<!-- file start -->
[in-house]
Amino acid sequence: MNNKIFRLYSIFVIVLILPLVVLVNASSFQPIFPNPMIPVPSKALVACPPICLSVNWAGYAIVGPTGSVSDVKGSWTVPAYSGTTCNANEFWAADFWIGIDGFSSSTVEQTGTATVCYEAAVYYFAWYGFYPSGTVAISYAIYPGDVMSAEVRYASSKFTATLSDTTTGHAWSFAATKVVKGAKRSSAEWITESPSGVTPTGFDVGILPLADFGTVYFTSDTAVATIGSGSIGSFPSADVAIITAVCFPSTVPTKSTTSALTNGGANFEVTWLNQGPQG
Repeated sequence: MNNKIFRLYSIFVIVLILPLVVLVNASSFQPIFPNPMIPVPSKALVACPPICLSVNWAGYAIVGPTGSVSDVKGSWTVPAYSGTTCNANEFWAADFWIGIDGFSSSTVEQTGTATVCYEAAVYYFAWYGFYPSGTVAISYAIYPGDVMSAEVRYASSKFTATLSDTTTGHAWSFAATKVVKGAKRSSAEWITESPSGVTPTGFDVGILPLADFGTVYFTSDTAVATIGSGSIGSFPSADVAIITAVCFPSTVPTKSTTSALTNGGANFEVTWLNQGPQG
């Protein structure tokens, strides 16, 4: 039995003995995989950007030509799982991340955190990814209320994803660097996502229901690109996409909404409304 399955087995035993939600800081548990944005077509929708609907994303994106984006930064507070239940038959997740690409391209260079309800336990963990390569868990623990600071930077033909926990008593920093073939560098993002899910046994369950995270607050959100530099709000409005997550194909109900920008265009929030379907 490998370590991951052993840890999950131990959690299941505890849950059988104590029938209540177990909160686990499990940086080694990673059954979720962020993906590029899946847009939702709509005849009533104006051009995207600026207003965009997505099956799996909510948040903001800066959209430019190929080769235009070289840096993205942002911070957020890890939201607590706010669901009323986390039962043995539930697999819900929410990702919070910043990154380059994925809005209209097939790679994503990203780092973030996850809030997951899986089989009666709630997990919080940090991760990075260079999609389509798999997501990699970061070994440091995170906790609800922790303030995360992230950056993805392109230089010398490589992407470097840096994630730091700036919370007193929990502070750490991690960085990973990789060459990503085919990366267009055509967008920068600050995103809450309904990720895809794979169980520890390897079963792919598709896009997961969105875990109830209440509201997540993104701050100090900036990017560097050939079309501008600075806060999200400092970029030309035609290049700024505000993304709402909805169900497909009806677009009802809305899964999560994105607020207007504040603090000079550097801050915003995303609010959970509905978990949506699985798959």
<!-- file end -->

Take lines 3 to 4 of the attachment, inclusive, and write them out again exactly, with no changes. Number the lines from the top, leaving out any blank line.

Repeated sequence: MNNKIFRLYSIFVIVLILPLVVLVNASSFQPIFPNPMIPVPSKALVACPPICLSVNWAGYAIVGPTGSVSDVKGSWTVPAYSGTTCNANEFWAADFWIGIDGFSSSTVEQTGTATVCYEAAVYYFAWYGFYPSGTVAISYAIYPGDVMSAEVRYASSKFTATLSDTTTGHAWSFAATKVVKGAKRSSAEWITESPSGVTPTGFDVGILPLADFGTVYFTSDTAVATIGSGSIGSFPSADVAIITAVCFPSTVPTKSTTSALTNGGANFEVTWLNQGPQG
């Protein structure tokens, strides 16, 4: 039995003995995989950007030509799982991340955190990814209320994803660097996502229901690109996409909404409304 399955087995035993939600800081548990944005077509929708609907994303994106984006930064507070239940038959997740690409391209260079309800336990963990390569868990623990600071930077033909926990008593920093073939560098993002899910046994369950995270607050959100530099709000409005997550194909109900920008265009929030379907 490998370590991951052993840890999950131990959690299941505890849950059988104590029938209540177990909160686990499990940086080694990673059954979720962020993906590029899946847009939702709509005849009533104006051009995207600026207003965009997505099956799996909510948040903001800066959209430019190929080769235009070289840096993205942002911070957020890890939201607590706010669901009323986390039962043995539930697999819900929410990702919070910043990154380059994925809005209209097939790679994503990203780092973030996850809030997951899986089989009666709630997990919080940090991760990075260079999609389509798999997501990699970061070994440091995170906790609800922790303030995360992230950056993805392109230089010398490589992407470097840096994630730091700036919370007193929990502070750490991690960085990973990789060459990503085919990366267009055509967008920068600050995103809450309904990720895809794979169980520890390897079963792919598709896009997961969105875990109830209440509201997540993104701050100090900036990017560097050939079309501008600075806060999200400092970029030309035609290049700024505000993304709402909805169900497909009806677009009802809305899964999560994105607020207007504040603090000079550097801050915003995303609010959970509905978990949506699985798959």